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The Epic of Gilgamesh

The Epic of Gilgamesh


by Sinleqqiunninni

 Table of Contents


Character Analysis

Half-man/half-beast bestie of Gilgamesh. He basically symbolizes the natural, non-civilized world. He faces an early death as punishment from the gods for all the trouble that he and Gilgamesh got into together. He thinks he got a raw deal, and he's probably right. Gilgamesh pretty much loses it when Enkidu dies.

The Epic of Gilgamesh is—hold on to your seat—mostly about Gilgamesh. However, Enkidu, in particular, is a pretty darn fascinating character, and we could easily imagine an alternate universe where Gilgamesh was the sidekick in the great Epic of Enkidu. But such an epic would be very different from the current Epic of Gilgamesh. If Gilgamesh's character development follows a smooth arc, Enkidu's is more like something you might draw on an Etch-a-Sketch: lots of sharp zigzags, occasionally doubling back on themselves.

Separate but Equal?

Enkidu's character tells us a ton about the way the Sumerians viewed nature, and the relationship that humans had with "the wild." When we first meet Enkidu, he has just been created by the goddess Aruru, and placed in the wilderness. He is described as being "equal to Gilgamesh's stormy heart" (1.80), so we know from the start that he possesses some of the same restless, unsettled, rash temperament that Gilgamesh has. He is also described as being "valiant" (1.84), and "endowed with strength" (1.85).

Interestingly, Aruru deliberately creates the wild man Enkidu as 1/3rd human and 2/3rds beast, so that he will be the mirror-image of Gilgamesh, who is1/3rd human and 2/3rds god. We at Shmoop feel we have to ask: does that make them equal? They treat each other as equals and the gods seem to view them as just-about equals—but we think it's rather odd that being 2/3rds god is just about equal to being 2/3rds beast, especially in the eyes of the gods. Yeah, we're just not sure about that.

Anyway, Enkidu's beginnings show him as living with, but also maybe even protecting, the animals of the wild. When the narrator describes the trapper's first meeting with Enkidu, he says that the "trapper's face was stark with fear" (because Enkidu looks pretty terrifying wearing those animal skins as garments, and being covered in shaggy hair all over his body), and then "Enkidu and his animals drew back home" (1.98-99).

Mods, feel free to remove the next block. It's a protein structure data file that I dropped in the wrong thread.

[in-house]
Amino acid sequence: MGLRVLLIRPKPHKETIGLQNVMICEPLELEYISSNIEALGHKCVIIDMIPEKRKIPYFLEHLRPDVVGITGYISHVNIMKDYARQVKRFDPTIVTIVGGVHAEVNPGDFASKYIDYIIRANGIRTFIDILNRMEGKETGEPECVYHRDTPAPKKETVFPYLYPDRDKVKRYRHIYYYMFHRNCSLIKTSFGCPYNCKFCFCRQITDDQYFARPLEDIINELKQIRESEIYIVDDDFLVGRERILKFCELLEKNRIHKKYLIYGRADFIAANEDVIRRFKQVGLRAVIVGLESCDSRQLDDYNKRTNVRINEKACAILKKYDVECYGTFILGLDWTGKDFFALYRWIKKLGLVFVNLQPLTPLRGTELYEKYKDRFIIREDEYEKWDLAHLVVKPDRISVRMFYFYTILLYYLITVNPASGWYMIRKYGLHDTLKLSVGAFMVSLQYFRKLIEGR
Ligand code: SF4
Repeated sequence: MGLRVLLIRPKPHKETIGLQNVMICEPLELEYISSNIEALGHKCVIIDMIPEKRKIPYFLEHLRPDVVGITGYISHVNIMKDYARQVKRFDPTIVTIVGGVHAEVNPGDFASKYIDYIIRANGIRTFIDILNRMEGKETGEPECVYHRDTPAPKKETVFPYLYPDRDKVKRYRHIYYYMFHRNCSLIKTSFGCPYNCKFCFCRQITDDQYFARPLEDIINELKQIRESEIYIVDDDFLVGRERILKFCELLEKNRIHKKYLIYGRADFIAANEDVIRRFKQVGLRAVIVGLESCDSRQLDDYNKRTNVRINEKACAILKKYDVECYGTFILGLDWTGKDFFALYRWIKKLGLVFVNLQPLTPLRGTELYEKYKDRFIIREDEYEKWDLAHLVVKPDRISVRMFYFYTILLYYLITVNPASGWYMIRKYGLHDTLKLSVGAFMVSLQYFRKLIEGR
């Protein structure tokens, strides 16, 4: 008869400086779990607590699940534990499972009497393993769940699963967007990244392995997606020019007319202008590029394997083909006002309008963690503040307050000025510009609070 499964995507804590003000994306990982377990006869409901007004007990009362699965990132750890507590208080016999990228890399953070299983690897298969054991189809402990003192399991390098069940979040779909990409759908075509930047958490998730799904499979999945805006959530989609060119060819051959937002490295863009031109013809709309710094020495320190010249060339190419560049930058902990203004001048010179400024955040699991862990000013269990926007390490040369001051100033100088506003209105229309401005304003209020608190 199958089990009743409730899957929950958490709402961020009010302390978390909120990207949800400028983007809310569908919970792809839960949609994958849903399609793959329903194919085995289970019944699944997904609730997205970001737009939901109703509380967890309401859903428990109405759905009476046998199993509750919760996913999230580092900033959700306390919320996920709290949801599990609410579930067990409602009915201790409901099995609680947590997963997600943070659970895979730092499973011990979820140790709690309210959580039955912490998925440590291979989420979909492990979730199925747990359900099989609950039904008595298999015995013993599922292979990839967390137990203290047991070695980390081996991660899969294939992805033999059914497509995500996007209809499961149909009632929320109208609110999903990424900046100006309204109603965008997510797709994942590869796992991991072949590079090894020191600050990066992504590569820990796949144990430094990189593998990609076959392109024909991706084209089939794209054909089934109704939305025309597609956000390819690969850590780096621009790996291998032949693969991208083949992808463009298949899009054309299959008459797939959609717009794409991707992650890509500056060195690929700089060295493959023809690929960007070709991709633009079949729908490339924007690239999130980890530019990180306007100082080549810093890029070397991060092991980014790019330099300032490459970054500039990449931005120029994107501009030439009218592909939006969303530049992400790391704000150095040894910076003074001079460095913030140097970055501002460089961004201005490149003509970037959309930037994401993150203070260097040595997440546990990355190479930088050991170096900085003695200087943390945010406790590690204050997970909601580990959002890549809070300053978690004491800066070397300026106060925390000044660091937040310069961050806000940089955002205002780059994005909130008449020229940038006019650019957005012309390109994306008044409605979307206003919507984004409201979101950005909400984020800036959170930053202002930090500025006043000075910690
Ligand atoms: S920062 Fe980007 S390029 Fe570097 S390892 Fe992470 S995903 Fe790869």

That sounds to us like Enkidu is a cross between a shepherd and a sheepdog (or maybe just the sheepdog)—he has some kind of responsibility for the animals, but he also lives among them as an animal himself. He also seems to be using his 1/3rd "human wits" to free the animals from the trapper's traps—which, by the way, is driving the trapper batty. Of course, even if his wits are human, his loyalties are still with the animals at this point.

Let's Talk About Sex

But that all changes after Enkidu's momentous encounter with Shamhat, the temple-prostitute. For reasons that are never made clear, as soon as Enkidu has finished his epic seven day love session with Shamhat, he finds that the can't keep up with the animals any more. He has lost something physically, but he has gained something mentally: "Enkidu was diminished, his running was not as before. But then he drew himself up, for his understanding had broadened" (1.183-184).

And part of this broadening mind is that he wants a friend. This shows a development away from his solitary existence as he develops the need for human companionship—and also a development toward manliness, since Shamhat won't do. Along with his other human traits, Enkidu has also gained a healthy dose of testosterone-infused cockiness: "I will challenge [Gilgamesh] … Let me shout out in Uruk: 'I am the mighty one!' Lead me in and I will change the order of things; he whose strength is mightiest is the one born in the wilderness!"(1.200-204).